Can Going Vegan Really Improve My Mental Health?

Jannis Brandt/Unsplash
Jannis Brandt/Unsplash

Veganism; it’s become a pretty big trend lately. Many vegans advocate adopting a plant-based diet for many reasons such as protecting the environment or protesting against animal cruelty. Experts have also shown that veganism can be a tool that can help to prevent or control many health issues, like heart disease, cancer, and diabetes.

That’s not all. Veganism has also evolved in recent years with meat substitutes like Impossible entering the market. Many have shown that going vegan doesn’t necessarily involve limiting one’s diet to fruits and vegetables. There are vegan treats as well, in the form of fast food, baked goods, and desserts, showing that the vegan lifestyle doesn’t mean missing out on taste.

Have I ever considered going vegan?

To be honest, no. I was on a pescatarian diet for a few years, which was the result of watching a documentary about how pigs and chickens were slaughtered for their meat. But alas, I resumed my meat-eating habits as the shock of the documentary’s footage eventually wore off. I’ve never considered altering my eating habits since then, save for dieting and watching my caloric intake.

The idea of veganism popped up again when I heard about the Singapore Vegan Festival by EatRoamLive, which took place last weekend. I briefly went through the list of online workshops, and one of them piqued my interest. It was about whether one’s diet had an influence over one’s mental health. So, I signed up.

Workshop: Can Diet Influence our Mental Health?

The workshop was hosted by vegan chef Anna Wojtkowska, founder of LivingveggiebyAnia, a website that promotes healthy eating and a plant-based diet.

Anna shared about how the brain and gut are interconnected, and thus our diet impacts both our physical and mental health. Through nutritional psychiatry, experts have discovered that antioxidants, omega 3 acids, and vitamin B12 are beneficial for brain health, which impacts our mental health.

Additionally, because the brain is an organ that is sensitive to oxygen, there is an increased need to protect it from inflammation and oxidative stress. Researchers have found that people diagnosed with bipolar disorder generally have a higher level of oxidative stress in their brains, while individuals with depression have more inflammation.

Thankfully, these things can be alleviated with the consumption of fresh produce, soy products, as well as nuts and seeds.

Another interesting point that Anna brought up was that there is no “magic pill” or magic food that can cure all mental disorders, but rather, these things are to be combined together with medication and other forms of mental health treatment, such as therapy.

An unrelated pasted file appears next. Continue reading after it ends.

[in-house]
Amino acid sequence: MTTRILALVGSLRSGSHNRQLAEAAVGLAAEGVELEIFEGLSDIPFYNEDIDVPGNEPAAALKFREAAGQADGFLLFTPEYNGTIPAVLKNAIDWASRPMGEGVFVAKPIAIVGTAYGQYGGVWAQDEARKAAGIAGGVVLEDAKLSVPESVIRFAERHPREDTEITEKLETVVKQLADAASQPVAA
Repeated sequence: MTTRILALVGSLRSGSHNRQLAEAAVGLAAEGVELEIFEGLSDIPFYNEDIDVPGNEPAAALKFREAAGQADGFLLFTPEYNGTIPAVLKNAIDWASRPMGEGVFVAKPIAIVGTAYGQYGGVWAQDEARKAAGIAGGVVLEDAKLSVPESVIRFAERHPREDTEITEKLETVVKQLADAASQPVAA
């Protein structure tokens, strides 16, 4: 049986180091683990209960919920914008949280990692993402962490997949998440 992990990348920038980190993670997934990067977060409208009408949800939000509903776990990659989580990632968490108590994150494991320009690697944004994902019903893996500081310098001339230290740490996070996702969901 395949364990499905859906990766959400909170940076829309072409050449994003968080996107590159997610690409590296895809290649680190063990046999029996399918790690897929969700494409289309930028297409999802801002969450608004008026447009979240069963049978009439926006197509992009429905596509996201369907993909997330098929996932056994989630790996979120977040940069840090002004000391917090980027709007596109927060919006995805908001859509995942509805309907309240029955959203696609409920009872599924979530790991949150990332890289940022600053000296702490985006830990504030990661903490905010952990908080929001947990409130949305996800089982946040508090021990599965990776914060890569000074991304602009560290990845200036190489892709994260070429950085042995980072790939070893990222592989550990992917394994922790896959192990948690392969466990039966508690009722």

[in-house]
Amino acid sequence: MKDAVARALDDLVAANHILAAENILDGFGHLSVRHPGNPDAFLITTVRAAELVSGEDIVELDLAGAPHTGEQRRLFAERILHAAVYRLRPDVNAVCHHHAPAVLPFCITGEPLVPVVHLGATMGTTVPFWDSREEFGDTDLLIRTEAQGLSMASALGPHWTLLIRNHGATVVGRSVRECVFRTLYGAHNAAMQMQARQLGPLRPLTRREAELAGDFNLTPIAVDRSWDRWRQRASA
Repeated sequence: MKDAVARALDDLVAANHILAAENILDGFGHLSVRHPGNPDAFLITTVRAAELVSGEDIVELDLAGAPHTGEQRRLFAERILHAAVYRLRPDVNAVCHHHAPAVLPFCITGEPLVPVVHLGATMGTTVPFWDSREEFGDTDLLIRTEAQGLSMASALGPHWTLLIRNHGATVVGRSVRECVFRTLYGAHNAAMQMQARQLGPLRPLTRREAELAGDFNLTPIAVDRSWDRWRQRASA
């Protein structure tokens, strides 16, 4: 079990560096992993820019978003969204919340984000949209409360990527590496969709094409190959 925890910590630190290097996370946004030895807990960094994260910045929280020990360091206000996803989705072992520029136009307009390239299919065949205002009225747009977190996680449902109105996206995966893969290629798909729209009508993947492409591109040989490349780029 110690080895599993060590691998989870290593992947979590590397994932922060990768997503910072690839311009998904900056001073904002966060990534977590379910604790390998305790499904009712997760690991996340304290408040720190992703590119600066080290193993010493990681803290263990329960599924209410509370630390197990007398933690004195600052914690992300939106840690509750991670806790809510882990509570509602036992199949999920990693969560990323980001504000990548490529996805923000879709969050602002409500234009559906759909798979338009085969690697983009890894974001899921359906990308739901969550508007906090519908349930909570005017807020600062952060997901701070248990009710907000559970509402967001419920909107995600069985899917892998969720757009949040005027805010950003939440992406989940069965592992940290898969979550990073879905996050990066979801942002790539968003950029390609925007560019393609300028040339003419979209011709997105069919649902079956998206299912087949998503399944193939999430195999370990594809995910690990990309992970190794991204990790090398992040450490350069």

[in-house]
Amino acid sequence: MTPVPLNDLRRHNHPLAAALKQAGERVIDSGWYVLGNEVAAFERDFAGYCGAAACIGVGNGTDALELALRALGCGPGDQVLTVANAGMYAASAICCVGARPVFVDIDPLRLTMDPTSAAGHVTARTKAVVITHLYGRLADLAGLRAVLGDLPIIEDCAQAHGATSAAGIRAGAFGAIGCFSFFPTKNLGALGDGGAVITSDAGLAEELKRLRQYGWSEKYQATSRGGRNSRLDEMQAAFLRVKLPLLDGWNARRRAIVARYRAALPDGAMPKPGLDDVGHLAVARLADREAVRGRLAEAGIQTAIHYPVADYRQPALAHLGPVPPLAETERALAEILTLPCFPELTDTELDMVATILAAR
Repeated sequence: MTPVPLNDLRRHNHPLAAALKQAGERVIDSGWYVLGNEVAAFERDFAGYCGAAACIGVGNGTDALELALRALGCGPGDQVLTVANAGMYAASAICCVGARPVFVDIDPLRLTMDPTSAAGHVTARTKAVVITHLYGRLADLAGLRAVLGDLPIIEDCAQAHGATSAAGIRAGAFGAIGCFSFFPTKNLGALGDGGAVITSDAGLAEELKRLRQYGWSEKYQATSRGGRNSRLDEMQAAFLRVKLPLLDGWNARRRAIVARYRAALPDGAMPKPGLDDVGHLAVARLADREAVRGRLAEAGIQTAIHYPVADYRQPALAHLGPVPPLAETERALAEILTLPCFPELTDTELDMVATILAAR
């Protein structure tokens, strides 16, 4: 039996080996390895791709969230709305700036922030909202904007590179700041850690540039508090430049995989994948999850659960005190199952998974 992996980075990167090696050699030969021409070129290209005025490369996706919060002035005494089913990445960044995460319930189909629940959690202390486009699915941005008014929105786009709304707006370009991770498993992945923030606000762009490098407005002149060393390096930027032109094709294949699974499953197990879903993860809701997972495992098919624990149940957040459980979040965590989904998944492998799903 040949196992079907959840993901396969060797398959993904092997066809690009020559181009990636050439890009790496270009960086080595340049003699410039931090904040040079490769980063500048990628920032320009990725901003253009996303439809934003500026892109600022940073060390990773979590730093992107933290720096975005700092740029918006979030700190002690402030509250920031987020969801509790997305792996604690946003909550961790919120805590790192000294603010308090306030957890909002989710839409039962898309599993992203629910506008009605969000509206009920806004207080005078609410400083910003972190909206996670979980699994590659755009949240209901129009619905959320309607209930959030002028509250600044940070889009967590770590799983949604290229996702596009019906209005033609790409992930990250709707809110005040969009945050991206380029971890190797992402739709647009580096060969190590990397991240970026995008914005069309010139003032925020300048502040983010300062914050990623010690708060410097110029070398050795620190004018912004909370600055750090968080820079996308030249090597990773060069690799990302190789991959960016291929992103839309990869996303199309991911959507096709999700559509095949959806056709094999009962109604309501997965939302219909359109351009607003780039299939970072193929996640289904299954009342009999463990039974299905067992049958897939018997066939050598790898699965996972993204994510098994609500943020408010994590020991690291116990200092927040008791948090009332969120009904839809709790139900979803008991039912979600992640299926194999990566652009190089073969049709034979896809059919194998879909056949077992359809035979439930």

Do vegans really have better mental health?

Will giving up animal products really improve my mental health drastically? I decided to do a quick Google search to see what the internet had to say. I was in for a surprise. There was a research study published earlier this year, claiming that meat eaters tend to have better mental health.

The study reviewed 18 studies that examined the relationship between mental health and eating meat, which involved a total of 160,257 participants. They found that vegetarians and vegans had ‘significantly’ higher rates or risk of depression, anxiety, and self harm.

Despite the results, however, the researchers have clarified that the study did not claim that abstaining from meat leads to mental health issues, or that a vegetarian diet can make one’s depression or anxiety better. Rather, the findings could be attributed to a couple of factors, such as individuals choosing to go vegan in a bid to improve their mental health, or that people who are sensitive to ethical issues may be more likely to be both depressed and vegetarian.

Dr. Edward Archer, a co-author of the study, has also reiterated that “there are many other factors and components to health than what you eat… [therefore] it’s important to consider the information, but also take it (and other nutritional research) with a grain of salt.”

His advice? “Eat a varied diet, enjoy it, exercise, and repeat daily, I think that’s the most important point.”

What did I learn?

As someone who is diagnosed with depression, reading claims from both sides of the coin is definitely interesting. I’m glad to know that food intake can help with my symptoms, and it’s comforting to know that my efforts towards watching my diet aren’t completely just for physical appearance and health.

Throughout my experience with mental health treatment, most of my doctors and therapists have briefly brought up the importance of exercise and diet — but it was never the focal point of my treatment.

So, will I consider going vegan? Not really — I’m not much of a carnivore, but I still enjoy my animal products (not gonna give up my sashimi and dairy). I’m definitely more inclined to follow Dr Archer’s advice of having a balanced diet and regular exercise, but I’ll definitely be making a more concerted effort to eat more of the good stuff.


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